Adolescence refers to the behavioral and cognitive transition from childhood to adulthood. This transition phase is a critical period for the emergence of psychiatric disorders (Paus et al, 2008). Adolescence is also crucial for the maturation of social skills. Teenagers spend much more time socially interacting with peers than during any other developmental period, and are thus more susceptible to peer-influence. Sensitivity towards social rejection has been reported to be higher during adolescence than in adulthood, and girls are particularly vulnerable to it. Adolescent social rejection by peers negatively affects psychological well-being and can result in severe adverse health outcomes (Williams, 2006). Given that adolescence is a vulnerable phase for the development of psychiatric disorders, social peer-rejection may be seen as an environmental hit that can promote these disorders, and this may be of particular relevance for the emergence of borderline personality (Schmahl et al, 2014).
We established a unique experimental approach to model social-rejection in rats where female individuals get excluded from social-play over several weeks during adolescence (Schneider et al, 2014; 2016). Those peer-rejected individuals exhibit persistent impairments in social behavior and pain perception, and show specific up-regulation of the cannabinoid receptor 1 (CB1R) in the amygdala and thalamus. Behavioral alterations can be restored by a subthreshold-dose of rimonabant in adult rats. Since CB1R seems to be of importance in mediating long-lasting consequences of social peer-rejection, we suggest that targeting the CB1R in psychiatric conditions and especially in borderline personality would be promising.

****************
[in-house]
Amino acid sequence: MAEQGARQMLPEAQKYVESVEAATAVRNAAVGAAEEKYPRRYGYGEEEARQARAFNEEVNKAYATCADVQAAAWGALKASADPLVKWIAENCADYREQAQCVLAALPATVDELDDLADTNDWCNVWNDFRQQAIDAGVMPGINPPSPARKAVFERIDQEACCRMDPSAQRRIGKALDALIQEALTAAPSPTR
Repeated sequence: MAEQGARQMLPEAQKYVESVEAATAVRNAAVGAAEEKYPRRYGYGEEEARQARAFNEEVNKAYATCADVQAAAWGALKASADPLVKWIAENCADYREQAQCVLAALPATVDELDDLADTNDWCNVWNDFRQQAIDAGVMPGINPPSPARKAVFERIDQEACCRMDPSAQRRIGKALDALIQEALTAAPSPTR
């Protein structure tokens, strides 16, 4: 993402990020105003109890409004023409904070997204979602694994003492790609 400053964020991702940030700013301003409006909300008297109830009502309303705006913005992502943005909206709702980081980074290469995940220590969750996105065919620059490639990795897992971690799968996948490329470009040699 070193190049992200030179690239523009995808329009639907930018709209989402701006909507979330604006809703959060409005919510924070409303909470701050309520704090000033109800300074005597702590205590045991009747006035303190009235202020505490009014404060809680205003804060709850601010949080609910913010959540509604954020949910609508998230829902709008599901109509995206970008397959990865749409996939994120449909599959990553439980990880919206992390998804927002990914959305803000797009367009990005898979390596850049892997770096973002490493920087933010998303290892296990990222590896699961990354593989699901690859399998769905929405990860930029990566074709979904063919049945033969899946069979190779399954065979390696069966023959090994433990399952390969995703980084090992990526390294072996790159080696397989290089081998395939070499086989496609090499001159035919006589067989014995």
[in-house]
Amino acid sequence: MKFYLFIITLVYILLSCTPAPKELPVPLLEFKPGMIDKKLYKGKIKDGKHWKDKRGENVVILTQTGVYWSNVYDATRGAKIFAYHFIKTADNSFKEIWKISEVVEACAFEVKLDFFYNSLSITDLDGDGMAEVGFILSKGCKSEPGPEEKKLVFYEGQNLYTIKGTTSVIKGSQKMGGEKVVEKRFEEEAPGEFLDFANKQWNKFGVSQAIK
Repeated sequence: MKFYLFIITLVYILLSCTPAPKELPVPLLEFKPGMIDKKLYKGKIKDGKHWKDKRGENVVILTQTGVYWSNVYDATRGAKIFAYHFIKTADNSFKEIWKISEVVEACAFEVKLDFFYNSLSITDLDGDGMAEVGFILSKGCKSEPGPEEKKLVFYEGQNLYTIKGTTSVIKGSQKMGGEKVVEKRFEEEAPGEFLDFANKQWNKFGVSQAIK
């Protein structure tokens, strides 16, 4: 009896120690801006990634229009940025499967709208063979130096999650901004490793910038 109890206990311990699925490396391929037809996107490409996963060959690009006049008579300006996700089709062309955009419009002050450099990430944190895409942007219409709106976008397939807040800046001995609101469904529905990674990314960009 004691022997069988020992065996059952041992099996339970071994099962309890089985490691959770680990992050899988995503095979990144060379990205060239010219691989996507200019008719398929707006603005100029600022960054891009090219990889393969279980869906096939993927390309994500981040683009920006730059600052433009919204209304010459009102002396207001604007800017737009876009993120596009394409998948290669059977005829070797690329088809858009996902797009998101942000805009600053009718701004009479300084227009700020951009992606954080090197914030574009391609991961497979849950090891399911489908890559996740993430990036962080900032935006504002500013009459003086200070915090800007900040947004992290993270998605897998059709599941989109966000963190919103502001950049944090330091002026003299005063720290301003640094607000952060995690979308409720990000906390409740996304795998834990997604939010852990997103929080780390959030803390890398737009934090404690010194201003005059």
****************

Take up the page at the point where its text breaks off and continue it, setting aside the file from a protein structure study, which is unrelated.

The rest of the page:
The CB1R seems to be also involved in mediating adolescent behavior. We reported recently that core features of adolescent behavior are regulated by the state of activity of the CB1R (Schneider et al, 2015). By introducing a functional point mutation (F238L) into the rat Cnr1 gene that encodes for the CB1R, a gain-of-function of the receptor was generated. Importantly, mutant rats show only minor compensatory alterations within the endocannabinoid system. This is the first animal model with a gain-of-function of the CB1R, and will hence provide a valuable tool in cannabinoid research in the future. We made an observation that adult mutant rats exhibit an adolescent-like phenotype with typical high-risk seeking, impulsivity, pronounced play behavior, and augmented drug and non-drug reward sensitivity. In further experiments, we showed that the adolescent wild-type control rats were not distinguishable from adult mutant rats at the behavioral level. We further tested whether partial inhibition of CB1R activity in mutant rats would lead to an adult wild-type phenotype. A subthreshold-dose of rimonabant, which did not affect behavior in adult wild-type littermates, normalized augmented reward-seeking behavior and other core features of adolescent behavior in adult mutant rats. This demonstrates a pivotal role for the CB1R in an adolescent brain as a molecular mediator of adolescent behavior.
In conclusion, these new studies show that a better understanding of the molecular underpinnings of adolescent behavior and social peer-rejection during adolescence can yield new intervention strategies for psychiatric disorders, and that the CB1R is a key mediator in this respect.
Funding and disclosure
The authors declare no conflict of interest.
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Our work is supported by the BMBF (AERIAL program—01EE1406C).
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Spanagel, R., Kiefer, F. The Cannabinoid Receptor 1 as a Key Mediator of Adolescent Behavior. Neuropsychopharmacol 42, 367 (2017). https://doi.org/10.1038/npp.2016.159